Sunday, December 21, 2014

INTREPIDLY, FROM BERLIN TO VENICE (Part 3): Cafe Culture in Vienna and the elusive Sacher Torte

During the latter part of our trip, we had an informal survey amongst our group (we were 16 persons, in total), regarding which cities we liked the best and the ones we liked the least. Surprisingly, Krakow was the runaway winner - being the number one choice of half the group (apparently, the early favorite, Prague, was well-liked, but did not live up fully to its lofty billing). 

                                Facade of the Upper Belvedere

Also surprisingly, the place that was liked the least was. .  . Vienna. Given the amount of time we were here (1 1/2 days), it was deemed "too big" and full of imperial structures that seemed to take forever to see. 

                                The lovely gardens

I thought this insight was quite valid, as Vienna can be overwhelming even for dedicated culture vultures. Take your pick from the palaces - Schonbrunn Palace, Hofburg Palace, Belvedere Palace (with the biggest collection of works by Gustav Klimt) - and more than 100 (!) museums, such as the ones in the MuseumsQuartier complex (Leopold, Museum of Modern Art, Architecture Centre, etc.), Albertina, etc. And we haven't even started yet on classical music and the various opera houses. 

In fact, i was too 'cultured-out' during our second day that i didn't bother showing up to the Schonbrunn Palace. So my pre-booked online ticket Classic Pass worth EURO18.50 was wasted. Drat!

Vienna is known for its traditional coffee houses, where you can have your hot or cold coffees in a multitude of ways; and choose from a staggering variety of cakes and pastries as well. These people really take their sweets seriously. 

In fact, the traditional coffee house is deeply ingrained into the fabric of locals' lives. Since October 2011,  the "Viennese Coffee House Culture" was listed as an "Intangible Cultural Heritage" by the UNESCO. It described the Viennese coffee house "as a place where time and space are consumed, but only the coffee is found on the bill." (Here's more about it from our source, Wikipedia)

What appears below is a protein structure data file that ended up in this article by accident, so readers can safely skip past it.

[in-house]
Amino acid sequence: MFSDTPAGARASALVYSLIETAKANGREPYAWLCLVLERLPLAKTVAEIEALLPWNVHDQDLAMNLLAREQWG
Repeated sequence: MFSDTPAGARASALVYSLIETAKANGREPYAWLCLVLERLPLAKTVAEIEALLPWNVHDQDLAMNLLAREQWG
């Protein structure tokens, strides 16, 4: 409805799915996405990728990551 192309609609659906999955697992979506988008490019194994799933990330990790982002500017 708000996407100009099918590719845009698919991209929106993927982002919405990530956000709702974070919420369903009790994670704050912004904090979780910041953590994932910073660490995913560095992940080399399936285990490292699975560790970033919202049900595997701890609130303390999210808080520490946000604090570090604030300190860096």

In practice, it is accepted for a coffee house patron to sit for hours, reading newspapers (and given modern times, avail of the free Wi-Fi), etc. The waiter will typically serve a glass of cold tap water, along with the order of coffee and/or cake; and during a long stay, he will often "bring additional water unrequested, with the idea to serve the guest with an exemplary sense of attention."  [Ibid]

The most famous of these is Cafe Sacher, which bills itself as "a must for every visitor" to Vienna, being the inventor of the original Sacher Torte.  This was invented by Franz Sacher back in 1832, and the recipe is a closely-guarded secret. 

The Sacher Torte is essentially a chocolate cake, with chocolate icing on top and a thin layer of apricot jam beneath the icing. Nowadays, all coffee houses serve their respective version/recipe of this.

Unfortunately, as the following photos attest, hordes of tourists were waiting in line in front of Cafe Sacher.

Its foremost rival is Demel, started way back in 1786 and (rather haughtily) officially known as "K.u.K. (‘Imperial and Royal’) Court Confectionery Bakery Demel". Why so? Apparently, there was a long-running legal battle between Sacher and Demel regarding who had the rights to use the phrase "Original Sacher Torte".

According to the Vienna Unwrapped website: